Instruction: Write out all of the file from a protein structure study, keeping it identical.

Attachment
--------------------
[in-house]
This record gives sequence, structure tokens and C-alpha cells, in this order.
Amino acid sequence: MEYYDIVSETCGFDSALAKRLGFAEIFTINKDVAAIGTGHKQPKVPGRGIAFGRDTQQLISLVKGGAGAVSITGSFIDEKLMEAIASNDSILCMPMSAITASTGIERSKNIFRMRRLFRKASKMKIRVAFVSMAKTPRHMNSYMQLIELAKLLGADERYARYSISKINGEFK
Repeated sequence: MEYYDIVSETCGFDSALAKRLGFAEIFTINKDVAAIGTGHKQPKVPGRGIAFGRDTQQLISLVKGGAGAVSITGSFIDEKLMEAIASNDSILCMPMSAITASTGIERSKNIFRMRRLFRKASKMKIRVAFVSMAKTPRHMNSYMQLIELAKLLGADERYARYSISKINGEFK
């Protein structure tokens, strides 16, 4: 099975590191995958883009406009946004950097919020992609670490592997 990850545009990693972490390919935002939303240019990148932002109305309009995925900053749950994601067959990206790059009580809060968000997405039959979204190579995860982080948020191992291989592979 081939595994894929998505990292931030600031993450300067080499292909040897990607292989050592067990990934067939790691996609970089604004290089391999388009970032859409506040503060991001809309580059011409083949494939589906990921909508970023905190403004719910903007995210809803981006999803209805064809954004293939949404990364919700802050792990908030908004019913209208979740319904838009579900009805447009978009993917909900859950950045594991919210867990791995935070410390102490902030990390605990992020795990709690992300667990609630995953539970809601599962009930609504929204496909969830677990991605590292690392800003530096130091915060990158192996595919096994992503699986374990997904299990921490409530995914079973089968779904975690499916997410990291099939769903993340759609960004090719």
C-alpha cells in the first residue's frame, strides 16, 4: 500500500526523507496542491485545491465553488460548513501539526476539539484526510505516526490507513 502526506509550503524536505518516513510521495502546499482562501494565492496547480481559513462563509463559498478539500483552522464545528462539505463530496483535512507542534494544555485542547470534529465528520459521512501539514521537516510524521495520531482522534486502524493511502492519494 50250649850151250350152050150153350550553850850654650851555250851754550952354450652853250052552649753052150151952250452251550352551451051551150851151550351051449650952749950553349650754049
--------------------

[in-house]
This record gives sequence, structure tokens and C-alpha cells, in this order.
Amino acid sequence: MEYYDIVSETCGFDSALAKRLGFAEIFTINKDVAAIGTGHKQPKVPGRGIAFGRDTQQLISLVKGGAGAVSITGSFIDEKLMEAIASNDSILCMPMSAITASTGIERSKNIFRMRRLFRKASKMKIRVAFVSMAKTPRHMNSYMQLIELAKLLGADERYARYSISKINGEFK
Repeated sequence: MEYYDIVSETCGFDSALAKRLGFAEIFTINKDVAAIGTGHKQPKVPGRGIAFGRDTQQLISLVKGGAGAVSITGSFIDEKLMEAIASNDSILCMPMSAITASTGIERSKNIFRMRRLFRKASKMKIRVAFVSMAKTPRHMNSYMQLIELAKLLGADERYARYSISKINGEFK
């Protein structure tokens, strides 16, 4: 099975590191995958883009406009946004950097919020992609670490592997 990850545009990693972490390919935002939303240019990148932002109305309009995925900053749950994601067959990206790059009580809060968000997405039959979204190579995860982080948020191992291989592979 081939595994894929998505990292931030600031993450300067080499292909040897990607292989050592067990990934067939790691996609970089604004290089391999388009970032859409506040503060991001809309580059011409083949494939589906990921909508970023905190403004719910903007995210809803981006999803209805064809954004293939949404990364919700802050792990908030908004019913209208979740319904838009579900009805447009978009993917909900859950950045594991919210867990791995935070410390102490902030990390605990992020795990709690992300667990609630995953539970809601599962009930609504929204496909969830677990991605590292690392800003530096130091915060990158192996595919096994992503699986374990997904299990921490409530995914079973089968779904975690499916997410990291099939769903993340759609960004090719």
C-alpha cells in the first residue's frame, strides 16, 4: 500500500526523507496542491485545491465553488460548513501539526476539539484526510505516526490507513 502526506509550503524536505518516513510521495502546499482562501494565492496547480481559513462563509463559498478539500483552522464545528462539505463530496483535512507542534494544555485542547470534529465528520459521512501539514521537516510524521495520531482522534486502524493511502492519494 50250649850151250350152050150153350550553850850654650851555250851754550952354450652853250052552649753052150151952250452251550352551451051551150851151550351051449650952749950553349650754049